|Building terraces south of our house in 1987|
Perhaps that was because the contrast between the flat farm ground of northern Illinois and the rock strewn landscape of central Missouri was so drastic. Tilling the big garden on the farm in Calloway county yielded a bountiful harvest of rocks. Clay and gravel were less than a spade length away; digging a post hole was a major endeavor. This wasn't soil: it was a foundation, a substrate; what it grew was trees, fossils, multiflora rose.....and fescue. Nonetheless, my father took his land stewardship very seriously, building ponds and seeding grass waterways on the thin chert ridden pasture ground.
So...imagine being transplanted to a place where ancestral winds piled up great mounds of glacial loam, where a drain spade slipped through the ground like a knife through butter...a place Lewis and Clark called the 'bald-pated prairie' after the tall grasses parting before the wind on either side of the great river.....
....A place where spring rains can run unabated through a tilled field, where a ditch will form anywhere a cow has walked two days in a row......a place so fertile...and so fragile...
No matter your landscape or your land use, the topsoil is a precious resource, one that takes generations to build up and but a few seasons to break down. Worlds reside within that thin upper crust: germination, decomposition, fertilization, aeration. The care and feeding of our soil is no small matter.
Long before the term 'no till' was common currency, soil conservation was a matter of structure, keeping the thin brown line in its place by reducing the velocity, the distance, and the slope of what forces moved against it. Terraces, tile lines, diversions, and waterways were the tools farmers and contractors employed before chemists, breeders and engineers gave us the means to leave the topsoil undisturbed while we planted, fertilized, sprayed and harvested. These long lived structures are costly, not quite the same magnitude as buying the kids a new pair of basketball shoes every year.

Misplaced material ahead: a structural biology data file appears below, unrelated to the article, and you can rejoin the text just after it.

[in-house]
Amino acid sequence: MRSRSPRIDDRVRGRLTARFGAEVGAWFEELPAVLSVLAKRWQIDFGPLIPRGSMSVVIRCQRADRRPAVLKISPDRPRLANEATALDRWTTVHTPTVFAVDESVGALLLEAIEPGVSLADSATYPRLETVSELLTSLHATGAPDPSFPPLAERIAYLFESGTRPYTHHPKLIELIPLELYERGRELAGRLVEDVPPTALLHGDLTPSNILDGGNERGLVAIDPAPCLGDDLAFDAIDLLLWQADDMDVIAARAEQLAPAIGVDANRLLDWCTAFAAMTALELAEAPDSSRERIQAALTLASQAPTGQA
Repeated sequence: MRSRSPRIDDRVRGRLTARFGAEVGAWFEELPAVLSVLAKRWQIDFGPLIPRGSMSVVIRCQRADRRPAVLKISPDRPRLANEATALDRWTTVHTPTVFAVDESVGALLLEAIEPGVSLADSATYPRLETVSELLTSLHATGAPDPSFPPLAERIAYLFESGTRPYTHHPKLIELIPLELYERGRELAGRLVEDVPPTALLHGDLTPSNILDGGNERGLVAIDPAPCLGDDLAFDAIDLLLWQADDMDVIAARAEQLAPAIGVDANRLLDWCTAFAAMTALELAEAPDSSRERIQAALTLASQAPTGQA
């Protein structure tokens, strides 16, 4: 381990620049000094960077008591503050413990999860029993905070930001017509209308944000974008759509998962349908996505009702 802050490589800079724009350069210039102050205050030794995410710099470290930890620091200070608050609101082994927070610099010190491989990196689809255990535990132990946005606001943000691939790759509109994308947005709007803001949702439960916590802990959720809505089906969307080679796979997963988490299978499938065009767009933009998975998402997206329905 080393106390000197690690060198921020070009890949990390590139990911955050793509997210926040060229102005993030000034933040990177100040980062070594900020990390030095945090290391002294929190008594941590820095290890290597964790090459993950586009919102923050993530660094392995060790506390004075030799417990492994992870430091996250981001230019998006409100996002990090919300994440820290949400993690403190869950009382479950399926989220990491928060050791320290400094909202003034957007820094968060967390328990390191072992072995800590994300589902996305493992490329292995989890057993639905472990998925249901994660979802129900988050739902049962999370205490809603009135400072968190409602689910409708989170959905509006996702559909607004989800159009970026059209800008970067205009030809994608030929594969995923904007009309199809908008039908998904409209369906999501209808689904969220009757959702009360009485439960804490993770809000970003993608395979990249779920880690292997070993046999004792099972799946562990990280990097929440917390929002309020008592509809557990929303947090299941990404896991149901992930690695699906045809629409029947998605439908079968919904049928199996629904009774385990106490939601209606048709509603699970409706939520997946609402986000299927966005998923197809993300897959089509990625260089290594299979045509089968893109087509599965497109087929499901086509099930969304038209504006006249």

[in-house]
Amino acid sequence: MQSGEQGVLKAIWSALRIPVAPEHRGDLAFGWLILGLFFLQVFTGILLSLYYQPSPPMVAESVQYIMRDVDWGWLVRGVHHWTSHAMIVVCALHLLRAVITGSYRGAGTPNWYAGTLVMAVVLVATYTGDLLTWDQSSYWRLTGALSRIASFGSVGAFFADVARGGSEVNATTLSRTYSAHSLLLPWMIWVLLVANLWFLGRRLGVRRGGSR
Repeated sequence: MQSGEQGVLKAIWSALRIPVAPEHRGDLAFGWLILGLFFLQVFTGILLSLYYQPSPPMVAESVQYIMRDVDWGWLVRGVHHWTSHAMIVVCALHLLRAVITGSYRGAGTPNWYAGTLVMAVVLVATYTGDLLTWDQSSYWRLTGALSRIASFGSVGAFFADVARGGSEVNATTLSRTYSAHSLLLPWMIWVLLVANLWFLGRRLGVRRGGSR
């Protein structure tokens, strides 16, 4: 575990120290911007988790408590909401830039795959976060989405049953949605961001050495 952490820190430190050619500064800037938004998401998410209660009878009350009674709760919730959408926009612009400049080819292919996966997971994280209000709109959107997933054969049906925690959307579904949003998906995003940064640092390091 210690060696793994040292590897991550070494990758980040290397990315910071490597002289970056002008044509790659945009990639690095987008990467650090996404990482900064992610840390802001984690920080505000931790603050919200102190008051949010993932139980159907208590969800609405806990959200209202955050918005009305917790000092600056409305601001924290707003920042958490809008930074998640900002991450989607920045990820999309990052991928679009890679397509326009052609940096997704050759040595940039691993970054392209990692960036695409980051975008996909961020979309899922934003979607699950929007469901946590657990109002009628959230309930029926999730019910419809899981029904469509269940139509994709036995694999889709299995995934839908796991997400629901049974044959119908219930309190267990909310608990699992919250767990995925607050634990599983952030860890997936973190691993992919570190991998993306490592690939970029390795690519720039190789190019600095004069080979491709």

But our state cherishes its landscape: more than thirty years ago, the people of Missouri voted to pay a 1/10 cent sales tax dedicated to their State Parks and the conservation of Missouri soil and water. Since then this tax has been renewed three times, a measure of the confidence Missouri citizens have in the application and efficacy of these monies to lands public and private.
Like other farmers, our family has been pushing terraces, building basins, plowing up diversions, and practicing no till farming on our lands for as long as we have been farming. We are direct recipients of the generosity of Missouri taxpayers and we view the responsibility of maintaining and improving our soil as a calling, not a burden. To us, every broken terrace and every rutted field entrance is a challenge; after a generation of conservation tillage, we take pride when the combine ride across a terrace face is as smooth as the proverbial baby's cheek.
Here's the pitch and the promise: next week is Election Day 2016. Whatever your decisions about the rest of your ballot, please take time to vote for the renewal of the Missouri Soils, Water and State Parks Tax. Know that your vote will make the beautiful landscape and productive lands of our state better, as it has done since the first vote in 1984.
|Terrace building Hurst Farms version, 1987|
|Plowing and pushing up terraces on our farm 1987|